[dropcap]T[/dropcap]he trope of the ‘strong female character’ has more damaging implications than the term may suggest. It often occurs that this kind of character merely becomes another form of stereotype, one which is paper thin; behind their strength there is no depth to them as individuals.
When a female character is ‘kick ass’ and yet serves no other purpose, or gives no indication of emotion other than ‘angry killing machine’, this can be just as degrading as a woman who exists in fiction merely as an object of sexual desire. It is always brilliant to see strong, assertive women who can hold their own on television, but in order for these characters to be truly empowering, they must also be more multifaceted.
Real women are a mixture of all kinds of personality traits, both contradictory and complex, and strength and vulnerability can certainly exist simultaneously within an individual
This is what was so refreshing about Buffy the Vampire Slayer when it aired. Buffy (Sarah Michelle Gellar) herself is the kind of character who could fall into the ‘strong female character’ trope in the wrong hands. She could easily have been a closed-off ice queen who knows how to land a pun equally as powerful as her punches during fight scenes.
Joss Whedon avoids this however: of course the puns are present and – yes – Buffy does have moments of coldness (don’t we all?), but at the same time she is continually presented as a deeply empathetic individual who is in touch with her emotions. Indeed, the show stresses repeatedly that it is this emotion that provides her with true strength. Over the course of the series, she repeatedly makes mistakes and the characterisation is so strong that these never feel like obscure plot twists; Buffy is so well developed that the audience is always able to understand her reasoning and empathise with her.
What is therefore encouraging about the modern televisual landscape is that these kinds of female characters seem to be far more frequently seen; indeed, a recent article in The Independent declared that this was the golden age of the television heroine. Whilst ultimately accurate representation across all fictional mediums, including film, is the ideal, it seems unavoidable that currently the best place to go for complex and captivating female characters is television.
The two shows which immediately spring to mind considering this are Orange Is The New Black and Game of Thrones. Although the latter show has been involved in a great deal of debate with regards to its treatment of both female nudity and rape, critiques which are indeed incredibly worthy of discussion, I believe that the female characters themselves are unarguably some of the most layered and fascinating on television today.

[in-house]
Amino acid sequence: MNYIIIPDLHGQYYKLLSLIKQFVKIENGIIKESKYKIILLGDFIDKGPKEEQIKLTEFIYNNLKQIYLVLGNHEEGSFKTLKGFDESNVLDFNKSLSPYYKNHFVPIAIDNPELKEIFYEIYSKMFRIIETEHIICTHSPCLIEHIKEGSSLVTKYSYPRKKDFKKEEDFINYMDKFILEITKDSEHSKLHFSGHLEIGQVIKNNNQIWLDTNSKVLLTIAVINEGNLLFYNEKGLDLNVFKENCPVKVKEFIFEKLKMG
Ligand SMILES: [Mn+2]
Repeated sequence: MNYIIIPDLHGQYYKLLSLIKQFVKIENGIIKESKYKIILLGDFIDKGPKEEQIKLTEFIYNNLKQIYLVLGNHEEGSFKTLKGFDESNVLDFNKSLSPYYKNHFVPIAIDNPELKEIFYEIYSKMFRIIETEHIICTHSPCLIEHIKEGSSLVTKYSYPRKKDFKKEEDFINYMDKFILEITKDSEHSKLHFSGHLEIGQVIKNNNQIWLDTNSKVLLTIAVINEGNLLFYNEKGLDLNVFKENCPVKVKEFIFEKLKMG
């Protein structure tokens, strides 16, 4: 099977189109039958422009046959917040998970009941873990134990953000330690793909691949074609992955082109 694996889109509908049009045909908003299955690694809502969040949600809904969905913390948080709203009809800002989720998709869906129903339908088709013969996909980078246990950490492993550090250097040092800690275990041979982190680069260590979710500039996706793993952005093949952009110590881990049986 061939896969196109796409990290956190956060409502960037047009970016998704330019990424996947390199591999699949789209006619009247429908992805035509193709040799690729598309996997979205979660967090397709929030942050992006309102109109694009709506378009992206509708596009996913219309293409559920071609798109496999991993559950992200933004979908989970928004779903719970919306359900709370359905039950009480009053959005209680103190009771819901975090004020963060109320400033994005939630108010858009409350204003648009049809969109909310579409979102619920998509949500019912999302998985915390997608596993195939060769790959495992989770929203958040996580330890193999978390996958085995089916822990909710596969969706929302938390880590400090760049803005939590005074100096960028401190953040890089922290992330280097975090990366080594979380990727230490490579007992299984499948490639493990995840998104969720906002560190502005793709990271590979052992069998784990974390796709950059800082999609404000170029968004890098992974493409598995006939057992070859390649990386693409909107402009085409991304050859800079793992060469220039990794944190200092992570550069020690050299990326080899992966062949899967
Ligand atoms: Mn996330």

Upon reflection, it is fascinating that both of these shows are situated in locations (prison and a medieval era society) which don’t exactly lend themselves to the notion of feminine empowerment, and yet perhaps this is what makes these characters so compelling.
Sexism becomes a literalised institution in these settings where women are viewed as second-class citizens, and yet they continue to assert themselves
One of the most impressive aspects of this storytelling is that clear-cut lines between right and wrong become significantly blurred; there is no such thing in these worlds as somebody who is wholly good or wholly evil. As such, the female characters are able to break free from the limitations of stereotype, and feel like real humans.
In Game of Thrones, a figure like Margaery Tyrell (Natalie Dormer) can be both a shrewd power player who knows how to manipulate those around her and simultaneously a compassionate individual who shows warmth and kindness, whilst Orange Is The New Black’s Suzanne “Crazy Eyes” Warren (Uzo Aduba) is able to launch a vicious attack on one of her fellow inmates and still show an incredible degree of vulnerability.
Ratings alone show that there is powerful demand for female-led programming. Coven, the third series of American Horror Story, without a doubt the season most directly focused on its female cast, received the most consistently high ratings the show had ever seen. The output of Shonda Rhimes, such as Scandal and Grey’s Anatomy, continue to maintain strong ratings in an American climate where network television is seeing increasingly declining viewership.
But television networks still need to ensure that the manner in which they depict these women is free of stereotypes. It would be incredibly foolish to adopt the view that the issues for women on television are resolved; there is still a great deal of work to be done with regards to representation, not only for women but for all minority groups. However, it does feel as though there are significant and powerful changes taking place. The ‘strong female character’ is gradually evolving into the real female character, and this is most certainly something to be welcomed.